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Adjectives and AdverbsFREE
Adjectives and adverbs are modifiers. Adjectives describe nouns and pronouns while adverbs modify verbs, adjectives, and other adverbs. Learn the tricks and ways to incorporate adjectives and adverbs into sentences.
So now we are talking about Adjectives and Adverbs, and these are not the big scary things that they're made out to be. The only thing you need to remember about Adjectives and Adverbs is simply that they modify things. And modify is just a fancy word for describe, alright. So adjectives are words that describe nouns or pronouns, the nice part is you have some kind of questions that actually help you remember what thing is an adjective. So adjectives will always answer the questions "What kind? Which one? How many and whose?"
So if you take a look at these examples, we've got "The little red Corvette" 'little and red' are both words that are describing the noun Corvette, and actually both of them are answering what kind, alright. The next example "The Raspberry Beret" Raspberry is describing the beret and it's telling us which one, alright. Adverbs work in much the same way, the only difference is instead of describing nouns and pronouns, they describe verbs, adjectives and other adverbs. They too have a set of questions so that kind of makes it easier to identify. Adverbs will answer when, where, how, why, under what condition and to what extent.
So we can actually take a look back to these examples and add some adverbs up here, we could add the word 'very' and that's going to tell us to what extent is the Corvette little, so we've got 'very' describing how little it is, alright. We can also add the word 'bright' in front of Raspberry because it's telling us to what extent the Raspberry is bright, alright. So those are examples of adverbs, you've also got some nice teacher tricks here, so some little things that kind of help you remember what's going on, one thing is the article, those are the words a, an and the, when they come before nouns always adjectives, right. Also one trick that a lot of teachers use and probably you've already head is that words that end in 'ly' are typically adverbs, now that works most of the time but not all the time, so always make sure when you're trying to decide between an adverb or another part of speech that you're looking at how it's functioning in the sentence, what word it's modifying, alright.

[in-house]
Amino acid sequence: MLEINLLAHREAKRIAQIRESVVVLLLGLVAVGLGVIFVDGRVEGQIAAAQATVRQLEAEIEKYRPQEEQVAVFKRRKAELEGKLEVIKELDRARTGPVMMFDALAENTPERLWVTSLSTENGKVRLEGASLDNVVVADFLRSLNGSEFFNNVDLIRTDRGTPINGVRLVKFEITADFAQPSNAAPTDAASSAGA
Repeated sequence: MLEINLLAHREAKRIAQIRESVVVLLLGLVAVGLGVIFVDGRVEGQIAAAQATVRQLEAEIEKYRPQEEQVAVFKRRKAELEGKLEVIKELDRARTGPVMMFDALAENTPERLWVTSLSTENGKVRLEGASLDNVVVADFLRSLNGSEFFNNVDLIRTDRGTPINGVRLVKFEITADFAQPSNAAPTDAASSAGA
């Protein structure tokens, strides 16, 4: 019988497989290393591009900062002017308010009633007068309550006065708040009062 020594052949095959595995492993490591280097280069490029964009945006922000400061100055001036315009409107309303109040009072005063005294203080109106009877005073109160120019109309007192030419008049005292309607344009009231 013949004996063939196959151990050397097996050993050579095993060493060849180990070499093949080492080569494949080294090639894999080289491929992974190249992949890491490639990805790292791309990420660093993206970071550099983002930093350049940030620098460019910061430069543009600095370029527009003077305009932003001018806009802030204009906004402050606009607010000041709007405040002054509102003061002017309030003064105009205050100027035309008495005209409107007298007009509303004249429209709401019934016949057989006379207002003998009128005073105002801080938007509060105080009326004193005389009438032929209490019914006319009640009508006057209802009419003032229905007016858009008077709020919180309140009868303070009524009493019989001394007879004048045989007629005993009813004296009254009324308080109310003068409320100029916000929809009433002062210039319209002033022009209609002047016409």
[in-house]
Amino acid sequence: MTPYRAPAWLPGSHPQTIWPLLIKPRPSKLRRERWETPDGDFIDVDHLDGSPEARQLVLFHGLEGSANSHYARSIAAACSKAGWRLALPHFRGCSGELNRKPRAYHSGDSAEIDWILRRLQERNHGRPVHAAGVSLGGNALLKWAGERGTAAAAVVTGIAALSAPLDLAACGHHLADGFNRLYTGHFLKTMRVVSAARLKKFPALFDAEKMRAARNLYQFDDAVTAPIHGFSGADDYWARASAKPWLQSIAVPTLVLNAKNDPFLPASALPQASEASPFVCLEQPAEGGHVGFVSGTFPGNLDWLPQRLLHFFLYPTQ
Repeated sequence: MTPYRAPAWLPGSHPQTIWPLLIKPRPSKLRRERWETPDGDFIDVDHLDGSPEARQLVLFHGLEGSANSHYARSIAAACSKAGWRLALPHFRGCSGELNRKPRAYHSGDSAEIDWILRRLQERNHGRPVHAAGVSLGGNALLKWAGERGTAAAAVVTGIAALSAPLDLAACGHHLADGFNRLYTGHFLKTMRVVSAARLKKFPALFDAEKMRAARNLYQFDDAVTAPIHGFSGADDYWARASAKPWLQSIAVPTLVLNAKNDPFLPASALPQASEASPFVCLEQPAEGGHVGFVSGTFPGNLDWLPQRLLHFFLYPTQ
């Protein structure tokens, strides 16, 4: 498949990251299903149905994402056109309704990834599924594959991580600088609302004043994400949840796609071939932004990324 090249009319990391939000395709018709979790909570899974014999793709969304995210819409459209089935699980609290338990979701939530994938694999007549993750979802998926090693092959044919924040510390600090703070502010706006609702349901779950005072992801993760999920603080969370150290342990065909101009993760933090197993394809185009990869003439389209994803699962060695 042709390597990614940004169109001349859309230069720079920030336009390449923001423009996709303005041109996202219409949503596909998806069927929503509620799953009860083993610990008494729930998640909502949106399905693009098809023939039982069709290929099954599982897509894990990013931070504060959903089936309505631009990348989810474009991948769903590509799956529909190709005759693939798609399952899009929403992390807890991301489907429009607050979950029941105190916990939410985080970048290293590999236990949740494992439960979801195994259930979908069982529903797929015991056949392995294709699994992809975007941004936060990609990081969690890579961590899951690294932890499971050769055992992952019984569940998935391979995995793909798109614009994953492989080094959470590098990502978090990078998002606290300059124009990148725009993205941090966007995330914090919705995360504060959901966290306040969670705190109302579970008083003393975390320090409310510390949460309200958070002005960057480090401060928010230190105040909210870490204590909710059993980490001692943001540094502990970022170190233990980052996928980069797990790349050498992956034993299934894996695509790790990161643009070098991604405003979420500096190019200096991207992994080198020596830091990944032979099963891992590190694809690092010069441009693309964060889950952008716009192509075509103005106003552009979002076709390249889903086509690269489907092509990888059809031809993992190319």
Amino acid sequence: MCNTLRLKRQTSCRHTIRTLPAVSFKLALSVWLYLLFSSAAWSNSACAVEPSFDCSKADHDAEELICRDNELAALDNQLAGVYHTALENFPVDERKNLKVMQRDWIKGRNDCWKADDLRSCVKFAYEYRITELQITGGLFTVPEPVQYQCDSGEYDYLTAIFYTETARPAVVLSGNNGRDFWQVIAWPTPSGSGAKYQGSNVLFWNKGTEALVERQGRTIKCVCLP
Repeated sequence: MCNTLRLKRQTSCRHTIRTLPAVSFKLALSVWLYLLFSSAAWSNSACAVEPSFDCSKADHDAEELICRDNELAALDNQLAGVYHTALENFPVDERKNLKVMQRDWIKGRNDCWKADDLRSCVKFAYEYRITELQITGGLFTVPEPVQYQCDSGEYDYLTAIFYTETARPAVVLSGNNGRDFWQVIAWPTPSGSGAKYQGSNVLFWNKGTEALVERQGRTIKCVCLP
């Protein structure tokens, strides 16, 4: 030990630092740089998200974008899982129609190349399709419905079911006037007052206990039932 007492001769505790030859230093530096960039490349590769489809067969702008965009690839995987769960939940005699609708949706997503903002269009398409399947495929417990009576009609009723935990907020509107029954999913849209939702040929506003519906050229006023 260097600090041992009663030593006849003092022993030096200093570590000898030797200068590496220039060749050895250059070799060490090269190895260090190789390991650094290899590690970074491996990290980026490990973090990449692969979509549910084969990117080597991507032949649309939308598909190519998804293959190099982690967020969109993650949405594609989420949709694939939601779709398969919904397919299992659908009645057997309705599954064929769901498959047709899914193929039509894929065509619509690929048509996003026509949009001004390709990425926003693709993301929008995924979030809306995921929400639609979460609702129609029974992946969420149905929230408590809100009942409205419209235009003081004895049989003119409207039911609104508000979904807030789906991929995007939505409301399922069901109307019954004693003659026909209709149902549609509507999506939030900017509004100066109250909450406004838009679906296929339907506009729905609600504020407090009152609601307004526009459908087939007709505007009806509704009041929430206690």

So if we're good on that let's take a look at some examples, here we've got my favorite song of princes is nothing compares to you and we've got my and favorite underlined. What we've got to take a look at is what words these words are actually modifying or describing, so I know that favorite is talking about song, song is a noun, so I know that favorite is an adjective, alright. Now 'my' the question is 'my' describing favorite or is it describing song? Here it's actually describing song, again it's describing a noun so we've got two adjectives, alright. Let's take a look at the second sentence, it's a little bit more tough, alright. "When he was 35 years old, he strangely changed his name to an unpronounceable symbol" alright, so let's start with 35, alright. 35 is describing the number of years and if we remember back to our question, it's answering that how many question.
So we've got years as a noun, that means 35 is another adjective, alright. Then we've got the sentence or the word strangely, "he strangely changed his name" now strangely is not describing any actual item here, it's describing the way he changed something, alright. And to change something is a verb, so if we've got a word that describes a verb, we know it's an adverb. Lastly let's look at his name, "he changed his name to an unpronounceable symbol" alright, the idea that the symbol is unpronounceable means that unpronounceable is describing that symbol which is a thing, if it's describing a thing, we've got another adjective.
So you've taken a look at our modifiers our adverbs and adjectives and hopefully now they're not too scary.